Programs & Services
Currently, Crisis Nursery can safely support up to 12 children at a time. In a 24-hour day, the Nursery admits an average of 9-15 children. Last year, we supported 401 children!
The Nursery serves children newborn through age six.
Per our license, Crisis Nursery can only care for kids up until the age of 7. Once they turn 7, the Nursery is not an option.
When Crisis Nursery receives an inquiry from a family who has children 7 years and older, our team works to problem solve potential solutions and/or connect them to other community resources.
Children can stay at Crisis Nursery for up to 72 hours at a time. Last year, our average length of stay was 8 hours.
At Crisis Nursery, families define their own “crisis”. Common reasons for calls include high parental stress, mental health, medical/school/job related, and home crises including homelessness and domestic violence.
The Nursery does have to prioritize crises in order to be responsive to the “crisis” that has the highest risk to the child.
Families hear about Crisis Nursery most often through word of mouth or other agency referrals. Our team attends outreach events throughout the year and hosts quarterly open houses for the community to learn more about services available as well.
We do not have a limit on the number of times a family can use Nursery services. Part of our intake process does include an individual family goal plan. The progression of the plan is discussed with the parent frequently.
No, the Nursery is only licensed to care for children ages birth through six. In providing care to the children, parents have the opportunity to focus on the crisis at hand and move their family towards stability.
Crisis Nursery admits children based on the resources available to safely provide care. If we cannot safely care for a child, then we will not admit them. Our team will share other potential solutions and provide support on the phone as best as we can.
Crisis Nursery employs 30-35 staff who cover the hours of approximately 20 FTE's.
Our staff and volunteers are trained using BabyTALK and our own specifically developed adult-child interaction philosophy. In-services focusing on topics of social and emotional development, challenging behaviors, transitions, health issues and cultural diversity are offered as well. All staff and volunteers meet DCFS licensing standards and are screened.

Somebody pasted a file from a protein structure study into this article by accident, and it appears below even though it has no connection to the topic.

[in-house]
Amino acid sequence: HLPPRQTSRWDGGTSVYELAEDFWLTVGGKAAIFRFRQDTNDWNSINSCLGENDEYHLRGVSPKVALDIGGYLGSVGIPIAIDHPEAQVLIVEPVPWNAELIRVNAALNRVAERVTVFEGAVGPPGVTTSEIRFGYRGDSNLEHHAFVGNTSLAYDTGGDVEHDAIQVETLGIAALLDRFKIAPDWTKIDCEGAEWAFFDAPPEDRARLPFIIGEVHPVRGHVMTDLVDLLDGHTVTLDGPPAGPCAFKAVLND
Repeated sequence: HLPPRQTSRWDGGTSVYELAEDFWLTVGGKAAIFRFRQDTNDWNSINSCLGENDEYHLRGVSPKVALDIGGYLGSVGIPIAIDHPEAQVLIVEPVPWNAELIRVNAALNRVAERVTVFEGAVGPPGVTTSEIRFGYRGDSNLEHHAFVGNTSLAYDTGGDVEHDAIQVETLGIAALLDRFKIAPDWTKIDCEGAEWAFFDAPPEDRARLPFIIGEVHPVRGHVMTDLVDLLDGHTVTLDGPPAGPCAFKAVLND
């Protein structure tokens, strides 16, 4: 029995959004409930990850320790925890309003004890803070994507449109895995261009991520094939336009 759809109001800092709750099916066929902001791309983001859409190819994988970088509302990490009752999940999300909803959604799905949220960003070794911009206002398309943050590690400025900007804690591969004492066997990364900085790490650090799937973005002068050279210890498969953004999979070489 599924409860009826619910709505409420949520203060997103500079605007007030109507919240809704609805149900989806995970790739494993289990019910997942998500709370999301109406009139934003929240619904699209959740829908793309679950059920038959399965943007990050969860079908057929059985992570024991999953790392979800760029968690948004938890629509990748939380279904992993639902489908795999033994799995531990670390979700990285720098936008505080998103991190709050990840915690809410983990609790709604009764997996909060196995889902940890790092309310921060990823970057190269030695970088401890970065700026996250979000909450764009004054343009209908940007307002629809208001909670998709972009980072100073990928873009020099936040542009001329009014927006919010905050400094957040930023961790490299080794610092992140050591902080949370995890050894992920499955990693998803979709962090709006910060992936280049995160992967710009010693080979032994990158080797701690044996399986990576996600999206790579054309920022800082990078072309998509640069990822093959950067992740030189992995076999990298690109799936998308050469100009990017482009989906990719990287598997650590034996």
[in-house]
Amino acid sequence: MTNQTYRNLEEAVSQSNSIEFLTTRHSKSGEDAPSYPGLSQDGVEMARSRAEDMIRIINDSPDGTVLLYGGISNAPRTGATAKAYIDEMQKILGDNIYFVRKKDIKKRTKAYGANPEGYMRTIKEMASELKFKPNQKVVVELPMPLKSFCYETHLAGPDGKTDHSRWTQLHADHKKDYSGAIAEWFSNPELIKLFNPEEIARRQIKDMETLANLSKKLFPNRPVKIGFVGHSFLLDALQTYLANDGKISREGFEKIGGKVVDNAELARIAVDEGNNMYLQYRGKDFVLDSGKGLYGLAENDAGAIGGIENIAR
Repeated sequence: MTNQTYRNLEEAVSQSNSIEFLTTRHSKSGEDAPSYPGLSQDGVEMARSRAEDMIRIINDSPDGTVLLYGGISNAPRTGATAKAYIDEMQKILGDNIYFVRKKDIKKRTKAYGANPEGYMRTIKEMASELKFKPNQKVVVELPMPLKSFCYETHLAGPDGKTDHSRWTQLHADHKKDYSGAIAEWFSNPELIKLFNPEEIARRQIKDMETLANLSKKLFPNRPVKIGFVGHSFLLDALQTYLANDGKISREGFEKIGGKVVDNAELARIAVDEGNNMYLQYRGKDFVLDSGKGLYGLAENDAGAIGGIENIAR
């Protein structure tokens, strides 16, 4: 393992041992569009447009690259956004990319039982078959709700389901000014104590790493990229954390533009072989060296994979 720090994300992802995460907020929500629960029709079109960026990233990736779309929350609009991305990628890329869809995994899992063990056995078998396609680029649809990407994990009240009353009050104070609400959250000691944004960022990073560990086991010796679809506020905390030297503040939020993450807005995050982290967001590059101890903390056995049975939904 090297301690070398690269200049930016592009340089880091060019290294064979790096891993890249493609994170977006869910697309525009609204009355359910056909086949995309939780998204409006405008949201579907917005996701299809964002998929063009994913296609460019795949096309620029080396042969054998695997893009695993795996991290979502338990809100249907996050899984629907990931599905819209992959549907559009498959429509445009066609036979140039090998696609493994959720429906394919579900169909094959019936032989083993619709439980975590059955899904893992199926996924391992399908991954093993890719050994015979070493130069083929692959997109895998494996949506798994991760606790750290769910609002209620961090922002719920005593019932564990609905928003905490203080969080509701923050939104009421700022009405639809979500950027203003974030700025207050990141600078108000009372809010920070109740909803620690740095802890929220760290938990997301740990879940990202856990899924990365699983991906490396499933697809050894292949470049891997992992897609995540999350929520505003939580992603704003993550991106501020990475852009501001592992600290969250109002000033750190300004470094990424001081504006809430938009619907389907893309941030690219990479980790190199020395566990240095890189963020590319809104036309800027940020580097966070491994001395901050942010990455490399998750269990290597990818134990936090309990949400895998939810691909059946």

Crisis Nursery has a Child Care Institution license from DCFS. We are not a foster care agency and DCFS does not place children here.
Our goal is to strengthen the family unit and prevent DCFS from having to get involved.
We cannot provide transportation to and from school. Most children who are staying with us are not in school.
Funding, Donations & Volunteers
Crisis Nursery diversifies its funding sources to account for short and long-term needs. Our two largest funding sources include our annual fund and government grants. Individuals, businesses, churches, schools, and community organizations are instrumental in hitting budget.
In addition, the Nursery hosts several fundraisers throughout the year including our largest, the Blue Tie Gala, in June.
With the current operating budget, program services account for 78% of expenses.
This equates to at least $.78 of every dollar you donate being used for direct service.
Yes, Crisis Nursery receives local, state, and federal grants.
- Local funding from the Champaign County Mental Health Board supports our Beyond Blue perinatal depression program.
- State funding from the Department of Children and Family Services supports our 24/7 emergency childcare program. Funding from the Illinois State Board of Education supports our prevention initiative program.
- Federal funding from the Department of Children and Family Services as well as the Department of Human Services supports our 24/7 emergency childcare program.
Yes, Crisis Nursery established our "Island of Safety" endowment in 1998.
Crisis Nursery accepts gently used children clothing that is in-season. Otherwise, used items are not accepted to ensure the safety and health of children in our care.
We are unable to accept donations of used car seats. Over time, the plastic on car seat parts can weaken and may not offer the same amount of protection as a new car seat. In addition, safety standards for car seats can change and older seats may be recalled for faulty designs. To ensure the safety of the children we care for and to comply with our own regulations, we cannot accept a used car seat.
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